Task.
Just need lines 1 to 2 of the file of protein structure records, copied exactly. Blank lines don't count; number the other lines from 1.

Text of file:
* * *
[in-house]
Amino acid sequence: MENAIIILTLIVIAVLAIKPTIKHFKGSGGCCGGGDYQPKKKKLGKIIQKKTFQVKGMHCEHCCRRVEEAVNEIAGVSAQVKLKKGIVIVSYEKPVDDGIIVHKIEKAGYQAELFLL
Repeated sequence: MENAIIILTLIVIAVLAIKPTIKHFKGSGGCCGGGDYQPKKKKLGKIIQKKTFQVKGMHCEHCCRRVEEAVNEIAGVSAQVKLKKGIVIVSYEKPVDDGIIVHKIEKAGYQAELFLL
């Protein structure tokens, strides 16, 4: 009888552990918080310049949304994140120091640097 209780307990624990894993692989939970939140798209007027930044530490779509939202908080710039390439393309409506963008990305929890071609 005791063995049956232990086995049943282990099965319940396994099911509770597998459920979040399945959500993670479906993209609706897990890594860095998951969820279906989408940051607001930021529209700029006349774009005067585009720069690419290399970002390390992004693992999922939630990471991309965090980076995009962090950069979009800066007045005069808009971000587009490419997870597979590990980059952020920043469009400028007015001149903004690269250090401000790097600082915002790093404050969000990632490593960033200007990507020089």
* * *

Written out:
[in-house]
Amino acid sequence: MENAIIILTLIVIAVLAIKPTIKHFKGSGGCCGGGDYQPKKKKLGKIIQKKTFQVKGMHCEHCCRRVEEAVNEIAGVSAQVKLKKGIVIVSYEKPVDDGIIVHKIEKAGYQAELFLL